CMB eyes hydrogen-powered boxships

European shipping giant Compagnie Maritime Belge (CMB) has debuted its own hydrogen-powered vessel, a first step it says on the path to creating hydrogen fuelled cargo ships.

Top Belgian politicians including the deputy prime minister were in attendance yesterday for the official launch of the Hydroville, CMB’s brand new, self designed hydrogen powered ferry – the world’s first accredited passenger vessel powered by hydrogen in a diesel engine.

“The advantage of hydrogen is that no CO2, atmospheric particulate matter or sulphur oxides are released during combustion,” CMB stated in a release.

“The catamaran is first and foremost a pilot project to test hydrogen technology for applications in large seafaring ships,” CMB stated.

The shuttle will also commute daily between Kruibeke and Antwerp during peak times, to provide CMB employees with efficient, environmentally-friendly transport to and from the office.

CMB said it opted for combustion engines because it felt batteries or fuel cells are less suitable for heavy transport.

“The batteries required for an application of this kind would be so huge that their cost and weight would make them economically unfeasible. The time it takes to charge that kind of battery would be problematic as well. Fuel cells offer more possibilities in that area, but the high cost makes them less suitable for large-scale commercial transport,” CMB stated.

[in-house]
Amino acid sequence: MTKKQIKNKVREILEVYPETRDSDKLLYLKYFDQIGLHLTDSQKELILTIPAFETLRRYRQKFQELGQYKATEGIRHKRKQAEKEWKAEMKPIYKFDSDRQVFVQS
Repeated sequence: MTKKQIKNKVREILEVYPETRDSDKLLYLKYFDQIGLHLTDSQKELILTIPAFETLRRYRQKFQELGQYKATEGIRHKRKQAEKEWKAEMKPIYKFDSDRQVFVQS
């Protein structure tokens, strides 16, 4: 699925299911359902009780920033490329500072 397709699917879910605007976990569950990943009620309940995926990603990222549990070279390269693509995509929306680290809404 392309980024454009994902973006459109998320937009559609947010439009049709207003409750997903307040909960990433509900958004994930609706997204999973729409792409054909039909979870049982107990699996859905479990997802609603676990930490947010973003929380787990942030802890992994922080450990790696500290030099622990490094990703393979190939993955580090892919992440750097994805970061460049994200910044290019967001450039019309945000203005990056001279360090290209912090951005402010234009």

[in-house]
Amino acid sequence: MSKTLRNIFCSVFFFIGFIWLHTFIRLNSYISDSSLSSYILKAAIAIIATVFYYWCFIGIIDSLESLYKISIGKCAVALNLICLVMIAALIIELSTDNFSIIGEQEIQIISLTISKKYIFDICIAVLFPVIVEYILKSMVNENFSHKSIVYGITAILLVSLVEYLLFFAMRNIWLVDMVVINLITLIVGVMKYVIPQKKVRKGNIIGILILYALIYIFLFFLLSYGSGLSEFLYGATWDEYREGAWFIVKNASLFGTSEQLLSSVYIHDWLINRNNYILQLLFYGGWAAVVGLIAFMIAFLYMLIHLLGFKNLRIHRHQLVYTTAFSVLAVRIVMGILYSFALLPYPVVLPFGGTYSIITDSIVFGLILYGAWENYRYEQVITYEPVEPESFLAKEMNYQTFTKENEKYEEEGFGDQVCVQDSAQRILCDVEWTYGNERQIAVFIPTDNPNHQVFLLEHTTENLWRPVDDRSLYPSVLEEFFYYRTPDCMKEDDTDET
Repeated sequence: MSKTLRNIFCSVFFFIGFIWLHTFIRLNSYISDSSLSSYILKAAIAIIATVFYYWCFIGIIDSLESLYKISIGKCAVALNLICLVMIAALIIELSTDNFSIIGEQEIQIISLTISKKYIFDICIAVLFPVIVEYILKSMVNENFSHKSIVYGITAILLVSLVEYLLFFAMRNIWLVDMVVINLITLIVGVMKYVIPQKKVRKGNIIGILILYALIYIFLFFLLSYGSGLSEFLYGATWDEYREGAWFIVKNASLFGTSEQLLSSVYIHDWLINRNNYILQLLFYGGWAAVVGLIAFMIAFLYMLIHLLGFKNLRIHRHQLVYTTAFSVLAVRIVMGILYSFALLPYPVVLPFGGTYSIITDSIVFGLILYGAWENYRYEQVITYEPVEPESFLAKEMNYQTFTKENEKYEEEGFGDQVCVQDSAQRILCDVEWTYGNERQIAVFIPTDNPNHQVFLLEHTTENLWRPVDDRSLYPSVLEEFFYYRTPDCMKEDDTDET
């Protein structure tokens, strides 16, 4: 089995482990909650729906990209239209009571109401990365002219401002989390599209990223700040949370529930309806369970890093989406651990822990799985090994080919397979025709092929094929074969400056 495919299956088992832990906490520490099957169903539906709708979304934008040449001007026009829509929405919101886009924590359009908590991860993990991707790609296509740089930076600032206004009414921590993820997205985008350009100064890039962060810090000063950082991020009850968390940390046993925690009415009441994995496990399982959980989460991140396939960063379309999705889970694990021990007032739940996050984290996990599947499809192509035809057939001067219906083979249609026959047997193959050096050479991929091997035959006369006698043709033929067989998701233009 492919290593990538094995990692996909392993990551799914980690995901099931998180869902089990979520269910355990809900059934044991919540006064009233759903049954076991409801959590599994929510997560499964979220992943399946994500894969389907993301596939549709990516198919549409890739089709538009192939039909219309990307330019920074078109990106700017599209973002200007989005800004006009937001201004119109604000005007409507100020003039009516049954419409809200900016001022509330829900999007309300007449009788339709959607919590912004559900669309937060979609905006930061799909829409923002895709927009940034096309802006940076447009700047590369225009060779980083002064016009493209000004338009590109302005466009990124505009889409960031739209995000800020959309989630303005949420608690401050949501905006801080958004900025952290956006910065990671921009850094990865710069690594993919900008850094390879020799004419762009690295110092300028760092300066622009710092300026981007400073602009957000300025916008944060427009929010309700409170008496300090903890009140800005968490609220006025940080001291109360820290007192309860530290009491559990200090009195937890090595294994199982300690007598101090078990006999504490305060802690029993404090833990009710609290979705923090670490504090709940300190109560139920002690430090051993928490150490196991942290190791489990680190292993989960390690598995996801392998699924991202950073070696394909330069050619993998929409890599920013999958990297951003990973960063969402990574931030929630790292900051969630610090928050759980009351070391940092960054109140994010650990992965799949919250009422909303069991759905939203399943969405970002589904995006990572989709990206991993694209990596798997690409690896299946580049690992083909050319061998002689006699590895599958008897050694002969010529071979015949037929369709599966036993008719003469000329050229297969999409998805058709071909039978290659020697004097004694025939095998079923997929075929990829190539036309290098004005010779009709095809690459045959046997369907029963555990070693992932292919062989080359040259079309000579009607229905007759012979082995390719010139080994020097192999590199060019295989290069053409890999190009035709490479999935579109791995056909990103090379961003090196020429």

The next plan is to equip a CMB containership with a hydrogen-powered auxiliary engine.

The Hydroville is 14 m long, can take 16 passengers, and has a maximum speed of 27 knots.

Sam Chambers

Starting out with the Informa Group in 2000 in Hong Kong, Sam Chambers became editor of Maritime Asia magazine as well as East Asia Editor for the world’s oldest newspaper, Lloyd’s List. In 2005 he pursued a freelance career and wrote for a variety of titles including taking on the role of Asia Editor at Seatrade magazine and China correspondent for Supply Chain Asia. His work has also appeared in The Economist, The New York Times, The Sunday Times and The International Herald Tribune.
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